Dignifying Dementia by ElizabethTierneyWhile on vacation, I had the chance to read Dignifying Dementia: A Caregiver’s Struggle by Elizabeth Tierney. First and foremost, this nonfiction book is a guide for caregivers offering all the nitty, gritty details of how difficult it is to personally care for a loved one at home through all the demanding stages of dementia from beginning to end. It is more than that, however, because it is also a beautiful love story.

Anyone seriously considering taking on the full-time responsibility of caring for a spouse, parent or loved one with any type of dementia should read this book for an insider’s look at the daunting challenges ahead. Not only are the odd symptoms and behavior of dementia sufferers explained, but also other concerns that caregivers may not think about as important in the earlier stages of the illness, like the extensive medical and personal supplies required, the need for a strong support network offering respite, the backbreaking labor and physical considerations, the importance of geographic location, weather emergencies and transportation issues. Dignifying Dementia offers a helpful guide so that caregivers might recognize potential problems in advance and prepare to eliminate future difficulties.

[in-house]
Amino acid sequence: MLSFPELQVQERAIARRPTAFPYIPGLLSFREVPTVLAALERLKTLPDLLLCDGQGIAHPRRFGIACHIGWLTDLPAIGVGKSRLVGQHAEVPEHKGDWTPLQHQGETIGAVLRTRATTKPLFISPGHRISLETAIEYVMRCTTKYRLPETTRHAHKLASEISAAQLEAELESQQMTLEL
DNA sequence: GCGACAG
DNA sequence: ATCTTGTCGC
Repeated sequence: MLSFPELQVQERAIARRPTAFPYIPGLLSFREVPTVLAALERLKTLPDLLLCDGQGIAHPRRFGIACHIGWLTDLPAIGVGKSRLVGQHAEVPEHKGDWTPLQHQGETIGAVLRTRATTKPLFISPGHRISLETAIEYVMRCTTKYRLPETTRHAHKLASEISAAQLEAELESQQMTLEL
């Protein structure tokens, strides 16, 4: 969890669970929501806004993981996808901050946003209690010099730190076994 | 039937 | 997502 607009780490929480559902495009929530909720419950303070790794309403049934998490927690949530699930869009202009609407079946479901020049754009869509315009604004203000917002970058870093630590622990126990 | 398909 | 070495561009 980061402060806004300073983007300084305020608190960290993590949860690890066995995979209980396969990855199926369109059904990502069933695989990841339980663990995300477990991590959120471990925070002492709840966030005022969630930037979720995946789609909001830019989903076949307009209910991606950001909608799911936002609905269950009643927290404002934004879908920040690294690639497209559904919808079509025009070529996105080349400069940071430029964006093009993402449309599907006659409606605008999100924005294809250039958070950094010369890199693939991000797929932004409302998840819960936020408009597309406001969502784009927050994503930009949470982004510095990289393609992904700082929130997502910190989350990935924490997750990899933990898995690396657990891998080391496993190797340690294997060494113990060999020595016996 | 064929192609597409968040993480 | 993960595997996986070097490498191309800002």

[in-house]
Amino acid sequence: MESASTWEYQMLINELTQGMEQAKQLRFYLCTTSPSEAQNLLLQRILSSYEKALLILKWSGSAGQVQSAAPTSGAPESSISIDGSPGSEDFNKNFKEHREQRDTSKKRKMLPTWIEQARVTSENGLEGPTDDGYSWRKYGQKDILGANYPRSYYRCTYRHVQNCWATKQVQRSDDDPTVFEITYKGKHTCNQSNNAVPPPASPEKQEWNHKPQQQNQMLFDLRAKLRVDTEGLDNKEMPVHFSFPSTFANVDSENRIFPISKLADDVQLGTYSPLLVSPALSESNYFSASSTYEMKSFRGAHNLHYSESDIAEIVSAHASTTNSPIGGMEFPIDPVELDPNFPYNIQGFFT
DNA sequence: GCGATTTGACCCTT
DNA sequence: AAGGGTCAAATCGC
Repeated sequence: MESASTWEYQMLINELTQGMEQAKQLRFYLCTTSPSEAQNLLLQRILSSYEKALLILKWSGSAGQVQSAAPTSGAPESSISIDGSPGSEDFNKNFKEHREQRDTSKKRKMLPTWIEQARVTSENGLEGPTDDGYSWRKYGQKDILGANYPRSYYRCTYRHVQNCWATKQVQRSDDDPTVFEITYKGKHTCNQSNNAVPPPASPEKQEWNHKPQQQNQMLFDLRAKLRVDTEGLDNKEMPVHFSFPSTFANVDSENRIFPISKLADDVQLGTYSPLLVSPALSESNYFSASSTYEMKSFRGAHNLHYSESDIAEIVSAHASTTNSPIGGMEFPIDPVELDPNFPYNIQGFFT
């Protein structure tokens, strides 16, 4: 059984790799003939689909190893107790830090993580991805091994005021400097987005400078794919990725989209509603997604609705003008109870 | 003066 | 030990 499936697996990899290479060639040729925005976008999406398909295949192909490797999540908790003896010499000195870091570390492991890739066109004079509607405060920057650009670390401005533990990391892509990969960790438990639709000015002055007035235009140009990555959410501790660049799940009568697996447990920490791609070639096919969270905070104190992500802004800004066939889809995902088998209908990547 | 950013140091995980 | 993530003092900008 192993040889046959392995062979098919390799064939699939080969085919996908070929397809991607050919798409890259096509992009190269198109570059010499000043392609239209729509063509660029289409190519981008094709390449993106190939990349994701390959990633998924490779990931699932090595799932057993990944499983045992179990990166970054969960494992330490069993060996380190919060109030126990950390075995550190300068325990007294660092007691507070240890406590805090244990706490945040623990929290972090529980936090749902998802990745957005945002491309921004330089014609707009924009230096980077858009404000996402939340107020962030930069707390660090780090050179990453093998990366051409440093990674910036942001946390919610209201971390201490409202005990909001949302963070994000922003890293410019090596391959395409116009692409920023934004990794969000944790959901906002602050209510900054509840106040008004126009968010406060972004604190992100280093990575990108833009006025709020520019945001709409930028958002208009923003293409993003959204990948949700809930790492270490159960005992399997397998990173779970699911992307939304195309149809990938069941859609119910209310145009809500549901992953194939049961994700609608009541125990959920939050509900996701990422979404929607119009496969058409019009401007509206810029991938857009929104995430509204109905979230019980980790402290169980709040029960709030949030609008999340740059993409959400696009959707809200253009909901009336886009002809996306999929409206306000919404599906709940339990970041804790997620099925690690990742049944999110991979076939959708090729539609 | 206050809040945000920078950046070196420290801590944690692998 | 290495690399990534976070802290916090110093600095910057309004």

This documentation of Elizabeth Teirney’s nine-year caregiving journey with her ailing husband Jim proves her love and devotion without a doubt. She was ultimately successful with her goal to maintain her husband’s dignity throughout an illness that can easily strip the afflicted of every last trace of respect within the medical community and our impatient, fearful and uneducated society.